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Will Taiwan endure?

In a major diplomatic victory for Beijing, President Juan Carlos Varela of Panama announced on June 13 that the Central American state had decided to sever its 105 years of formal relations with Taiwan, officially known as the Republic of China, and to switch diplomatic ties to the People’s Republic of China.

For more than 100 years, the Panama Canal was under the control of the United States. This is, however, no longer the case. Since 1990s, Chinese corporations, reports David Vejil of Philadelphia Trumpet, “have gained control of the majority of the ports and loading bays of the Panama Canal. In May 2016, Panama’s largest port, Margarita Island Port, was purchased by China’s Landbridge Group… Chinese investment in the Central American nation is growing… Taiwan has no chance of matching the investment.”

Panama’s decision to embrace the “One China” policy and switch allegiance to Beijing, write Chris Horton and Steven Myers of New York Times, is “the latest in a series of developments adding to the island’s isolation on the world stage.” In December 2016, Sao Tome and Principe, an island nation off the west coast of Africa, ended its official ties with Taiwan. “Only 19 countries and the Vatican now recognize Taiwan,” according to Horton and Myers, “several of those countries are in Central America, including Guatemala, Honduras and Nicaragua, and the decision by Panama appeared to put those relationships in doubt.”

Diplomatically, Panama “was at the top of the list” of Taipei’s most important remaining allies, says Ross Feingold of D.C. International Advisory, “it is very possible that the remaining countries will switch.” “The weight of China is being felt in many places and not just in Latin America,” Robert Manning of Atlantic Council told Reuters, “the trend line is moving in that direction.”

As Beijing celebrates its diplomatic victory, Taipei strikes back with anger and defiance. In a combative statement, Taiwanese President Tsai Ing-wen announced, “Coercion and threats will not bring the two sides closer. Instead, they will drive our two peoples apart. On behalf of the 23 million people of Taiwan, I declare that we will never surrender to such intimidation.”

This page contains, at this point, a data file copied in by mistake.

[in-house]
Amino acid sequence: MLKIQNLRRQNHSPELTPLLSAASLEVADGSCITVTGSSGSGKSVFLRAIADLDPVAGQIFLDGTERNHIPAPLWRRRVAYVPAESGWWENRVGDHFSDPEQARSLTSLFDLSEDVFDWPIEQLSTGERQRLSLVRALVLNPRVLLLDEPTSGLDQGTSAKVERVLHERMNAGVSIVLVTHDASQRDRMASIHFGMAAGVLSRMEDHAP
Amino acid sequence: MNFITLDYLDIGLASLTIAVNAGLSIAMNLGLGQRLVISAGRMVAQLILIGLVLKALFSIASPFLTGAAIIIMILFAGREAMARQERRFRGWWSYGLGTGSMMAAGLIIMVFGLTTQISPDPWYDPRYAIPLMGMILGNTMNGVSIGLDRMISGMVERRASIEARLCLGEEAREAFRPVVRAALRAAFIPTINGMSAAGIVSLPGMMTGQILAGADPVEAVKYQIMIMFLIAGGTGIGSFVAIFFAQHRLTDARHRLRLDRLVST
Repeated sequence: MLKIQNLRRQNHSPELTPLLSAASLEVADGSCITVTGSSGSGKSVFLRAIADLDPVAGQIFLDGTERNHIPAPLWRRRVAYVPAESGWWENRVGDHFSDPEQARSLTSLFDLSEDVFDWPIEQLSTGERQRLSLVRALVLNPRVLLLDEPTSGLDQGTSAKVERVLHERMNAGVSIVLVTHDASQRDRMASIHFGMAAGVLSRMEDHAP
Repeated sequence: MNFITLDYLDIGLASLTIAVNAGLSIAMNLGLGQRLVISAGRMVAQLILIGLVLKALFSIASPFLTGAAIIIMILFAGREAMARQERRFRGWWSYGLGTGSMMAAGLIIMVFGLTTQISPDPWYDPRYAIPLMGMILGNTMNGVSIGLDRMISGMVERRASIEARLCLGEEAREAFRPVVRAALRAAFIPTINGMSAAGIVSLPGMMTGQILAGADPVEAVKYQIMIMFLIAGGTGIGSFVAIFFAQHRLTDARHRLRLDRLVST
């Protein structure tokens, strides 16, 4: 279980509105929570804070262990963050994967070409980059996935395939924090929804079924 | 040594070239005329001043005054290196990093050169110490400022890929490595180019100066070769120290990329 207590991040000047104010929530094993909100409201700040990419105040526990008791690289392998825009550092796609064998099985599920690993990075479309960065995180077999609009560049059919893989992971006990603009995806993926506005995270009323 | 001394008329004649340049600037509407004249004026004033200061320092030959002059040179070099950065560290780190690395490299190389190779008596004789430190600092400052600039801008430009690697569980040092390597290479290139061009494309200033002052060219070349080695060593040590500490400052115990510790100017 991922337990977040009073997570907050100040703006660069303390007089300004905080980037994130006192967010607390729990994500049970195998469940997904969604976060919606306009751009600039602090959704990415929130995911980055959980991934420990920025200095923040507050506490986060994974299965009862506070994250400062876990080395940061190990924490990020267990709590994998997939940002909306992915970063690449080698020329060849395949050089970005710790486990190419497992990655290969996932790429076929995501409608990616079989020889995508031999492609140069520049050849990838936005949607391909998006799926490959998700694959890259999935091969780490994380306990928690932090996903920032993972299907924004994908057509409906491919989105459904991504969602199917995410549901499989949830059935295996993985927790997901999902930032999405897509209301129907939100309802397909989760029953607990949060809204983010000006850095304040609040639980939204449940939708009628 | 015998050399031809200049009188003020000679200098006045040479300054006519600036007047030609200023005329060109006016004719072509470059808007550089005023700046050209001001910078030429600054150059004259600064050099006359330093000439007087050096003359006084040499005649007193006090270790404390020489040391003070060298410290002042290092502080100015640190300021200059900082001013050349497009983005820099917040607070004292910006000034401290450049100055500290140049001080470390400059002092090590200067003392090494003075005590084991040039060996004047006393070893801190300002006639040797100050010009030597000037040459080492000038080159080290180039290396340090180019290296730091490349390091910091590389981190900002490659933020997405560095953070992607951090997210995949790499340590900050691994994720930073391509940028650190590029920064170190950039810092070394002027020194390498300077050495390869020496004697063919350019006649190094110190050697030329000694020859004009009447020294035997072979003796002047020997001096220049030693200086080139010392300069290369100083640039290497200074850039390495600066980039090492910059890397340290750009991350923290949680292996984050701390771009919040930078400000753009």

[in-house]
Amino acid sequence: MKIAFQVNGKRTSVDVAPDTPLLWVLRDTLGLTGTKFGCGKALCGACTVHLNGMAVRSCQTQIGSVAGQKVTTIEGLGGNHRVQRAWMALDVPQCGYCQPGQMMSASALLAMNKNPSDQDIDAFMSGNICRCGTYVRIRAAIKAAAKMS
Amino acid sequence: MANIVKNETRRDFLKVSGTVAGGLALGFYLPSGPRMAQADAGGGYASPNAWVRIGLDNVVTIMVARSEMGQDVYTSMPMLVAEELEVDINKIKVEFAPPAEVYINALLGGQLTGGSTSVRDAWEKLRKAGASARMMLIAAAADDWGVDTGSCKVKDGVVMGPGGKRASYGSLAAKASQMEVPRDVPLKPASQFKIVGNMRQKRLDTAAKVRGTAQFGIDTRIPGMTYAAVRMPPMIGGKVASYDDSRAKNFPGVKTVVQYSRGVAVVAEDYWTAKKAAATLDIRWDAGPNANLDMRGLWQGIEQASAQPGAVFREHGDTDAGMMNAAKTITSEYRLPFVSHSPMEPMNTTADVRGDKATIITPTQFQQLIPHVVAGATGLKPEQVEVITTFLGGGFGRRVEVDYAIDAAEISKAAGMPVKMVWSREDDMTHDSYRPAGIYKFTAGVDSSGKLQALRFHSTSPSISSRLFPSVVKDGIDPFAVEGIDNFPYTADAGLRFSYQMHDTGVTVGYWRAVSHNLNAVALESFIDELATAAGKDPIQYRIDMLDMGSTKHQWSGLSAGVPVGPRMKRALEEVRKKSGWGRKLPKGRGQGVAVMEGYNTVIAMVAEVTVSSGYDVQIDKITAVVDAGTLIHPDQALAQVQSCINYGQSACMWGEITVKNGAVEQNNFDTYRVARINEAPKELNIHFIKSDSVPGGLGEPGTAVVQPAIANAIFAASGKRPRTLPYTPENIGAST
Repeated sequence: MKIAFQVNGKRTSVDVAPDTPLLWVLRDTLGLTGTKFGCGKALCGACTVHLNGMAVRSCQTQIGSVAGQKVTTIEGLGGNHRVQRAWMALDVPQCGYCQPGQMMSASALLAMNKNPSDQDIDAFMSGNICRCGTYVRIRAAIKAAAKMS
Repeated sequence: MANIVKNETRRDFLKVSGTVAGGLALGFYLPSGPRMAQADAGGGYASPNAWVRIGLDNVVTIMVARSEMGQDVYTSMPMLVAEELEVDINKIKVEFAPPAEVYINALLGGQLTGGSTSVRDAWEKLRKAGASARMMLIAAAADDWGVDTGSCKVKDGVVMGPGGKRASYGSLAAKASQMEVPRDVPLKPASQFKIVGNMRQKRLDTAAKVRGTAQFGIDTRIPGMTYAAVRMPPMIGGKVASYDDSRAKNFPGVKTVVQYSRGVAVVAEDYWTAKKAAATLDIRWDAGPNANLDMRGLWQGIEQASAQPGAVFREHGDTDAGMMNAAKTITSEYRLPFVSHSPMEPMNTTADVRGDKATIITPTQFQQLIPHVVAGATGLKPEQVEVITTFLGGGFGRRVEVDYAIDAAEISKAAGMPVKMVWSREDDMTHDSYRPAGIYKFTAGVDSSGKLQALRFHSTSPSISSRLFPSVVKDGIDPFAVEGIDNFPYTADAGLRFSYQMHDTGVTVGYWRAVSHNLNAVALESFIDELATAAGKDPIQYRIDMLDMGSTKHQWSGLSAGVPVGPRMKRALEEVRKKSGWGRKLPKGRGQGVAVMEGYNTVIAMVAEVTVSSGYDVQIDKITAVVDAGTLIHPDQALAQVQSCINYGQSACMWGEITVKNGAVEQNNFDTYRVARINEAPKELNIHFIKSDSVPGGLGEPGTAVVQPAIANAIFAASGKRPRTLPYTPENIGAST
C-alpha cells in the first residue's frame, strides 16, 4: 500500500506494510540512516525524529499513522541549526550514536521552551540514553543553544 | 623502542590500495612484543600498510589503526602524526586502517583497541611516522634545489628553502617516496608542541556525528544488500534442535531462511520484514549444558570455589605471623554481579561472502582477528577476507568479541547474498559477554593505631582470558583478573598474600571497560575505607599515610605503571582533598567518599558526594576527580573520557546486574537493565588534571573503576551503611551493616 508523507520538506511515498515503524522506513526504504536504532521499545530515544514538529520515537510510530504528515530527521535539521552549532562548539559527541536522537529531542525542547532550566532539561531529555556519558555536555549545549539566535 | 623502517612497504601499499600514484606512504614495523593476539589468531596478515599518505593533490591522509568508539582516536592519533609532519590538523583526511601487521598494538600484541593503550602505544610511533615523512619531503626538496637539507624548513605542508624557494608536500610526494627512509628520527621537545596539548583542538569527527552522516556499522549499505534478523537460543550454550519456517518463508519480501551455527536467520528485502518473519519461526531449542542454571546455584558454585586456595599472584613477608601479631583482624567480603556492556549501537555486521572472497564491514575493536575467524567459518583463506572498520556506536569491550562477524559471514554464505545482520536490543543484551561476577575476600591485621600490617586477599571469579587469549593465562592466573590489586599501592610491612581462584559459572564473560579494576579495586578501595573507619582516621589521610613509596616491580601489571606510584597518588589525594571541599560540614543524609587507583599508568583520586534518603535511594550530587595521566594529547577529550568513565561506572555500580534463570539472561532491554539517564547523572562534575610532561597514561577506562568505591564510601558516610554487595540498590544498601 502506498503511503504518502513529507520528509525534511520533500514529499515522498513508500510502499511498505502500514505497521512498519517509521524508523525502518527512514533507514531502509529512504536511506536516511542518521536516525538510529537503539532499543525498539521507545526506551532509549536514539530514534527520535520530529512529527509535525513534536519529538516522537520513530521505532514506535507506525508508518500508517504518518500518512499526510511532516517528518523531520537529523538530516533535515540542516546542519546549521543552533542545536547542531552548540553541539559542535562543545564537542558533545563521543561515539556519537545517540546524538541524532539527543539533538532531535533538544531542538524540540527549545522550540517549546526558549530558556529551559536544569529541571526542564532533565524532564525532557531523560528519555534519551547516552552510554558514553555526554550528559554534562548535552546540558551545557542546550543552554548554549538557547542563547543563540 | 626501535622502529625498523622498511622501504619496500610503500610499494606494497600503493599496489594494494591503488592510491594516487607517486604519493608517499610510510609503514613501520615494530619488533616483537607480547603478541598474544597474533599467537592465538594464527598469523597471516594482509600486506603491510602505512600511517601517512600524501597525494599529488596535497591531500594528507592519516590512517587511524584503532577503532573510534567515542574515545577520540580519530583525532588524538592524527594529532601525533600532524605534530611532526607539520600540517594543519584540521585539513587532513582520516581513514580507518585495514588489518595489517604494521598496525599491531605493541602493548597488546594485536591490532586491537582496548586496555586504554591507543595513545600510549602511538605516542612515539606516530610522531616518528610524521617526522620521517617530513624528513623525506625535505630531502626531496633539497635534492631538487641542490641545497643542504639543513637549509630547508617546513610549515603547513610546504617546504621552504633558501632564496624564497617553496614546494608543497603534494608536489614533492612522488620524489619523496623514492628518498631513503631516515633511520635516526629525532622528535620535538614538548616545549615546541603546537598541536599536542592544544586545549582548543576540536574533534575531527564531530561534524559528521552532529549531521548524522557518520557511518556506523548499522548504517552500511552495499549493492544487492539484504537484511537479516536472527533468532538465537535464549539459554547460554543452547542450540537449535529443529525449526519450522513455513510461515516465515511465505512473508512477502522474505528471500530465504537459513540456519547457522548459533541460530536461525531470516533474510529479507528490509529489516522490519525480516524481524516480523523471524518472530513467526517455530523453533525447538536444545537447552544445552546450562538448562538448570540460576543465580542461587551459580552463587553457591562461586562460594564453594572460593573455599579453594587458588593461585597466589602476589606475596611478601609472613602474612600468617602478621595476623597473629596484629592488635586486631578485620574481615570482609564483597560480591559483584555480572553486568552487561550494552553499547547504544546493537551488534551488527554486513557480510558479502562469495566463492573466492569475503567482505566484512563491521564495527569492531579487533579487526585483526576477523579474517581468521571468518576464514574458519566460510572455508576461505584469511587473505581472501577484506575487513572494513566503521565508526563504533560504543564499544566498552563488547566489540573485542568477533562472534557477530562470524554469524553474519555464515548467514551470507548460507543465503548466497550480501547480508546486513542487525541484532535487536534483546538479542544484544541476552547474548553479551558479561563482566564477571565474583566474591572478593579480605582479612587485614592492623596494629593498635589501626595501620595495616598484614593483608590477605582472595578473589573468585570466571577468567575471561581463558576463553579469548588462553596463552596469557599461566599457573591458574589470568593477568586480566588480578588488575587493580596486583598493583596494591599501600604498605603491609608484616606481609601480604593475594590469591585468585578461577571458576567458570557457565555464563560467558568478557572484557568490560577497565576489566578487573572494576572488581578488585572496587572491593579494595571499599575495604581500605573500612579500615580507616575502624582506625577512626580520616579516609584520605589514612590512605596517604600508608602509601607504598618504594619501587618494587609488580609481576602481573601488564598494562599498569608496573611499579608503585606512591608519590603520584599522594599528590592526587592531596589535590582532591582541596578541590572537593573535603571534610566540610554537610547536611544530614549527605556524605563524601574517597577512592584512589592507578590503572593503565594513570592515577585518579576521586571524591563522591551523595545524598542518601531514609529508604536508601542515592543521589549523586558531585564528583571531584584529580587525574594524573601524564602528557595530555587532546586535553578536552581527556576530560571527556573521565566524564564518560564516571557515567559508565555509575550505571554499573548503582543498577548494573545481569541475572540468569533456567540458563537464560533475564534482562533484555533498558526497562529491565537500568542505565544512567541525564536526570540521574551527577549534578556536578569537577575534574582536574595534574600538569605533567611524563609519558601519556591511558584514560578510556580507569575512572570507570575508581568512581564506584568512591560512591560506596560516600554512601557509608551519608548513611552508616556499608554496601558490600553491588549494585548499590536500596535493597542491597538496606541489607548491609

“It is true that for a long period of time, Taiwan’s international situation has been difficult,” continued President Tsai, “It is also true that pressure from the other side of the strait has never stopped. But the less favorable our situation is, the more resolute we must be in upholding our belief in freedom and democracy. We must stand together and ensure that Taiwan’s 23 million citizens continue to determine our own destiny. As president, my greatest responsibility is the protection of our national sovereignty. Greater challenges will only bring greater resolve. We will endure.”

Will Taiwan endure?

Economically, writes Michael Cole of University of Nottingham, “The loss of Panama (and any future ally) carries symbolic, and perhaps psychological, implications, but it does not in any way undermine Taiwan’s ability to function as a sovereign state. In fact, substantial, albeit unofficial, relations with major economies like the United States, the European Union, Japan and the many countries targeted by Taiwan’s New Southbound Policy is what underpins Taiwan’s resilience. As long as this international support continues, Taiwan will have no difficulty weathering the loss of small, even if official, allies. None of Taiwan’s official allies, and perhaps no combination thereof, are key to Taiwan’s survival.”

Strategically, Taiwan depends on the United States’ support for its existence.

Some see that America’s support for Taiwan is dwindling. “Panama’s decision handed Beijing a diplomatic victory at a time when Mr. Trump has retreated from the confrontational stances he took toward China as a candidate,” summarized Horton and Myers, “Mr. Trump’s marked warming toward China since he became president has created a diplomatic vacuum in some regions of the world.”

Others disagree. In his speech at the June Asia Security Summit, U.S. Secretary of Defense James Mattis told Asian defense leaders that the United States “remains steadfastly committed to working with Taiwan and with its democratic government to provide it the defense articles necessary.”

What is perhaps even more telling, in a show of support for strengthening the U.S.-Taiwan relations, the House Foreign Affairs Subcommittee on Asia and the Pacific passed, unanimously, the Taiwan Travel Act on June 15 to encourage “visits between U.S. and Taiwanese officials at all levels of government.”

Xiaoxiong Yi is director of Marietta College’s China Program.

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